What should you look for in a good emergency fund?
Should you keep it in the bank or is there somewhere better?
Should the funds get invested or stay in cash?
How much do you really need in an emergency fund?
How do you know the funds are safe?
Or maybe the question you’re asking right now is “Do I need an emergency fund?” I’ll go ahead and answer that one right now. Yes. Every working adult should have an emergency fund.
Why? Because, as a healthcare professional, you know that life moves quickly. Things can be going according to plan in one minute, and drastically change course in the next. When that happens, it’s helpful to have a financial buffer that insulates you from long-term financial hardship.
We call this financial buffer an emergency fund. An emergency can take a lot of different forms, but at its core, it’s money set aside for unforeseen financial hardship. Maybe you lose your job, crash your car, or get sick. None of these things are fun to think about, but they’re possible nonetheless.
Any of these things can put a major strain on your financial situation if you’re not adequately prepared.
So what makes up a good emergency fund? Let’s discuss a few attributes to look for when deciding where to put your money, and the personal habits required to build the fund.
1| Keep it safe
Your emergency fund is not meant to be a high-growth account. It’s meant to be there when you need it.
That’s why in most cases, it doesn’t make sense to invest this money in the market. The last thing you want is for the account to drop in value at a time when you need it the most.
Instead, your emergency fund should be kept in a traditional bank account, high yield savings account, or a money market fund within a brokerage account.
By doing this, the value of your money should stay stable over time, and you’re also protected by either FDIC or SPIC insurance. FDIC insurance is coverage that protects your money if your bank were to go out of business. SIPC insurance is a similar program that protects investment companies.
Wherever you decide to keep your emergency fund, your first priority should be that it’s safe and stable so it’s there when you need it.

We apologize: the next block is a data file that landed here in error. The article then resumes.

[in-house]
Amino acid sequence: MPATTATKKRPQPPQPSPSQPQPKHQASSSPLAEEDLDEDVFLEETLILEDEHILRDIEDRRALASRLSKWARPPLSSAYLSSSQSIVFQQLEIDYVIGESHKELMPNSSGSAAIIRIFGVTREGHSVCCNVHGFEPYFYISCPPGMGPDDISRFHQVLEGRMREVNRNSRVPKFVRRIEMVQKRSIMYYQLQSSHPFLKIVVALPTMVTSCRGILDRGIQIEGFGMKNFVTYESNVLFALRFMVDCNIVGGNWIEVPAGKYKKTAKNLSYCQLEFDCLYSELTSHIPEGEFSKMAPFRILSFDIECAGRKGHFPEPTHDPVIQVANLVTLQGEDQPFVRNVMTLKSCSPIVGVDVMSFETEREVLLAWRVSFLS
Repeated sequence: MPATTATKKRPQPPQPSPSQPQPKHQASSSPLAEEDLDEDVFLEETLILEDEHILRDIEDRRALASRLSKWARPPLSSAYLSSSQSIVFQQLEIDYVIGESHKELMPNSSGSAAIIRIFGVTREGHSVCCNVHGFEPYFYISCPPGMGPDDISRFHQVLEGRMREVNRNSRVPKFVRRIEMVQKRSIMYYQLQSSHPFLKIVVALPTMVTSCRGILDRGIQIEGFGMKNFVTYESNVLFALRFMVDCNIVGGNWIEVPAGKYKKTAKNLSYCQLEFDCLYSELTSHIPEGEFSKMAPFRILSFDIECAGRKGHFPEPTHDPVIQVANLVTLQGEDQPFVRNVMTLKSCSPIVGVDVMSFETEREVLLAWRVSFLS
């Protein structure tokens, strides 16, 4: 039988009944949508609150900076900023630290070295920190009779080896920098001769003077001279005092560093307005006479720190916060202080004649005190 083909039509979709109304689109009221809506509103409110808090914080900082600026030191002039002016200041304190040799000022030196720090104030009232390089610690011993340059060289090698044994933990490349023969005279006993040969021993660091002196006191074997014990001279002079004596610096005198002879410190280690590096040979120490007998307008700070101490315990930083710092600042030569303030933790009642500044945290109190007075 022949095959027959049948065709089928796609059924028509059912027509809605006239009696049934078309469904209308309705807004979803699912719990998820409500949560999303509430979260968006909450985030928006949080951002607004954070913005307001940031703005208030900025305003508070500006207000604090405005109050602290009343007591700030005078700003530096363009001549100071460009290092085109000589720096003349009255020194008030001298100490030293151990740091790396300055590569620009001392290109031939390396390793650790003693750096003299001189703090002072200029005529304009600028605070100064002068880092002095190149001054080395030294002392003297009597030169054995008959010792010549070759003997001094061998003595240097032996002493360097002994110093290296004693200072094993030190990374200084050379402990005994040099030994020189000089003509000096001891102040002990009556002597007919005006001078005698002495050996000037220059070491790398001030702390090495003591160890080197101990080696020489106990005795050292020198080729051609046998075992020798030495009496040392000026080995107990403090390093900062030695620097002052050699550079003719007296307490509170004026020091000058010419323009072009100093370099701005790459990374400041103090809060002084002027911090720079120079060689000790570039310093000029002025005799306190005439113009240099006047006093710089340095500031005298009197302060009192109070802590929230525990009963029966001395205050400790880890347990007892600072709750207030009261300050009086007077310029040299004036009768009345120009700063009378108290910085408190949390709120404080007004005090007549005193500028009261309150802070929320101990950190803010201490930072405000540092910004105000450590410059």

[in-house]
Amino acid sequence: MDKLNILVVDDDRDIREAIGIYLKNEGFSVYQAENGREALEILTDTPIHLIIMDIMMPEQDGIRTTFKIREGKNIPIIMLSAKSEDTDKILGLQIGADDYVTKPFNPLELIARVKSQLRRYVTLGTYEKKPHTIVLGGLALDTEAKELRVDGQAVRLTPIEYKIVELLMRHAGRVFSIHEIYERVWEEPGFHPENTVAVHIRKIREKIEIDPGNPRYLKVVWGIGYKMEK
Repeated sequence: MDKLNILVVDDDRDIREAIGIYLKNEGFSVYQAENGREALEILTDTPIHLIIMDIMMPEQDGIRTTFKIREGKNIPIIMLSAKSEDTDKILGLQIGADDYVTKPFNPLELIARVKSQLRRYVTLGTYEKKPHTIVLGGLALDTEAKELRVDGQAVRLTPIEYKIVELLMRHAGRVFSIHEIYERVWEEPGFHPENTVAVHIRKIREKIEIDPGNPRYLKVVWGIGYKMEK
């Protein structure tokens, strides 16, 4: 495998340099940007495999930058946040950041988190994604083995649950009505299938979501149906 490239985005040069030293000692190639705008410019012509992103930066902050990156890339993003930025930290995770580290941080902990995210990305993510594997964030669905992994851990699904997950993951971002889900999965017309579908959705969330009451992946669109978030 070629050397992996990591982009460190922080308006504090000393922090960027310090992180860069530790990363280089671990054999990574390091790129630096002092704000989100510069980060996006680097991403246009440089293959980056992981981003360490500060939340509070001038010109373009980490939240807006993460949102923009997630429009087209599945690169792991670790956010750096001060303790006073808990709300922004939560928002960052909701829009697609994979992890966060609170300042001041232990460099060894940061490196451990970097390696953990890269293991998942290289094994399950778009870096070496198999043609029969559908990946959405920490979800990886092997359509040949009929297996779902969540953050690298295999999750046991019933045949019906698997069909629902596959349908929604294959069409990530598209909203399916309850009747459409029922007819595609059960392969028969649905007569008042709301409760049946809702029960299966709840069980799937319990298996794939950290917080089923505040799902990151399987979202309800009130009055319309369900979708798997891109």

2| Let it grow
Once you start to build your emergency fund, it’s common to ask whether or not a bank account is really the best place to keep it. It can be frustrating to see a large chunk of cash just “sitting there” and not earning interest.
When you start to build up your emergency fund, it’s a good idea to explore your options and pick an account that will pay interest on your savings. There are two ways to do this that maintain the stability and protections we discussed above.
The first is a high-yield savings account. Over the last few years, high yield savings accounts have gotten a lot of attention, as various online banks have offered savings accounts that pay high interest rates.
Although the rates have dropped since then, most of these accounts still pay higher interest than a traditional checking account, and they offer the same FDIC protection.
Another option is to use a brokerage account and put your savings in a money market fund. A money market fund is meant to hold its value and pay an interest rate that’s usually attached to a benchmark like the Federal Funds Rate.
Interest rates on money market funds are variable, but the value of the fund is extremely stable. Since money market funds are held in brokerage (investment) accounts, they create a good opportunity for those who already have investments.
3| Keep it full
Let’s address the obvious for a moment. Your emergency fund isn’t very helpful if it doesn’t have enough money in it to cover your emergency.
So how much do you need?
We like to use 3-6 months worth of living expenses as a rule of thumb. That number may look different for everyone, but it’s a great place to start.
This means that you should look at your essential monthly expenses (Rent/mortgage, food, gas, utilities, etc…) and calculate how much you would need to live for 3-6 months with no income.
For some, saving that much cash may seem daunting. If that’s the case, start small. Create the account and start saving $20, $50 or $100 per month. Increase that number when you get a raise. When it comes down to it, having SOME savings when an emergency hits is better than having NONE.
Some of you may be on the other end of the spectrum. You may have established investment accounts, steady income, and no financial need in sight. In that case, it still makes sense to have cash savings. It’s always possible for the stock market to drop, and when that happens it sure feels good to know that your emergency fund is still intact.
Need help getting started?
Do you know you need an emergency fund, but you’re not sure how to start saving? Are you unsure if you should start saving while you have student loans?
Maybe you’re an experienced investor, but you want to strategize how much cash you should have on hand.
Whatever the case, we can help.
Our Financial Roadmap is designed to help savers and investors at any level of experience. Once you have a plan, use our Investment and Savings accounts to carry it out.
Wherever you are on your financial journey, we’ll be there to help.
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